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Title: Using the otolith sulcus to aid in prey identification and improve estimates of prey size in diet studies of a piscivorous predator
Short Name: ECE-2019-07-00864.R2_Proof_for inport.pdf
Abstract:

Diet studies are fundamental for understanding trophic connections in marine ecosystems. In the southeastern US, the common bottlenose dolphin Tursiops truncatus is the predominant marine mammal in coastal waters, but its role as a top predator has received little attention. Diet studies of piscivorous predators, like bottlenose dolphins, start with assessing prey otoliths recovered from stomachs or feces, but digestive erosion hampers species identification and underestimates fish weight (FW). To compensate, FW is often estimated from the least affected otoliths and scaled to other otoliths, which also introduces bias. The ulcus, an otolith surface feature, has a species-specific shape of its ostium and caudal extents, which is within the otolith edge for some species. We explored whether the sulcus could improve species identification and estimation of prey size using a case study of four sciaenid species targeted by fisheries and bottlenose dolphins in North Carolina. Methods were assessed first on otoliths from a reference collection (n=421) and applied to prey otoliths (n=5308) recovered from 20 stomachs of dead stranded dolphins. We demonstrated in reference collection otoliths that cauda to sulcus length (CL:SL) could discriminate between spotted seatrout (Cynoscion nebulosus) and weakfish (Cynoscion regalis) (classification accuracy=0.98). This method confirmed for the first time predation of spotted seatrout by bottlenose dolphins in North Carolina. Using predictive models developed from reference collection otoliths, we provided evidence that digestion affects otolith length more than sulcus or cauda length, making the latter better predictors. Lastly, we explored scenarios of calculating total consumed biomass across degrees of digestion. A suggested approach was for the least digested otoliths to be scaled to other otoliths iteratively from within the same stomach, month, or season as samples allow. Using the otolith sulcus helped overcome challenges of species identification and fish-size estimation, indicating their potential use in other diet studies.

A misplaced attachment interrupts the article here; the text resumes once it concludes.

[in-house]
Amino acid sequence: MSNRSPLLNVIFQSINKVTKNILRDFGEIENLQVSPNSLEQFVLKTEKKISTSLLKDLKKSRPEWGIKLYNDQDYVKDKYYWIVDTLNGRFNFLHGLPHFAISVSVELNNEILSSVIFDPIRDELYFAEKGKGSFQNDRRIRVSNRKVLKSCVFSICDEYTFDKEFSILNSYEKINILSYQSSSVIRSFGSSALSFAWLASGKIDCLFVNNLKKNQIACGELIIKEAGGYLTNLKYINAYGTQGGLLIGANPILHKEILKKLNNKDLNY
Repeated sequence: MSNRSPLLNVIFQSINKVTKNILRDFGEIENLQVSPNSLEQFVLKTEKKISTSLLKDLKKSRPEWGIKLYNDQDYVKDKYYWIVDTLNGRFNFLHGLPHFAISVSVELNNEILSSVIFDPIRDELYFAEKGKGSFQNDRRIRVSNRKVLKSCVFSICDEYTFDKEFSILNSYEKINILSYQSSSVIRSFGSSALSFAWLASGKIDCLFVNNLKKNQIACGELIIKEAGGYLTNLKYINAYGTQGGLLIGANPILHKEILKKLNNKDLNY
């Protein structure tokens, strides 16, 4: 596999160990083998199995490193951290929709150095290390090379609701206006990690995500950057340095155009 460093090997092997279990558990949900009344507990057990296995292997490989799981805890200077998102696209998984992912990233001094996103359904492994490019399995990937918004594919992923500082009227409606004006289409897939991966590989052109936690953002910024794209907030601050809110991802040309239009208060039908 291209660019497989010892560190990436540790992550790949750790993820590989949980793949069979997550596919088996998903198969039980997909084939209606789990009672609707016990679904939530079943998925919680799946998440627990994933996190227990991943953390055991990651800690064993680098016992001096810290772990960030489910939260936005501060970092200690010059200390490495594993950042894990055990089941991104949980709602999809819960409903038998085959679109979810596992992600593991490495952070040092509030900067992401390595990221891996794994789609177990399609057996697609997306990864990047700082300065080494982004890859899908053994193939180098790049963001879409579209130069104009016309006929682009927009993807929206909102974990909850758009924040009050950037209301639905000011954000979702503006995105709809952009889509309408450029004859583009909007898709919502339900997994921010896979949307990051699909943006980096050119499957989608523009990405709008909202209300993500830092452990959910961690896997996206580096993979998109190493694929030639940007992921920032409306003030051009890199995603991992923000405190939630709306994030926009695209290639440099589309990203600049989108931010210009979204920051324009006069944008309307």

Purpose:

To explore whether the sulcus could improve species identification and estimation of prey size using a case study of four sciaenid species targeted by fisheries and bottlenose dolphins in North Carolina

Supplemental Information:

ECE-2019-07-00864.R2_Proof_for inport.pdf is the pre-publication version of the paper.

Document Information

Document Type: Journal article
Format: Acrobat Portable Document Format
Status Code: In Review

Catalog Details

Catalog Item ID: 58440
GUID: gov.noaa.nmfs.inport:58440
Metadata Record Created By: Lee M Weinberger
Metadata Record Created: 2020-01-08 08:11+0000
Metadata Record Last Modified By: Lee M Weinberger
Metadata Record Last Modified: 2021-04-29 20:28+0000
Metadata Record Published: 2021-04-29
Owner Org: SEFSC
Metadata Publication Status: Published Externally
Do Not Publish?: N
Metadata Next Review Date: 2022-04-30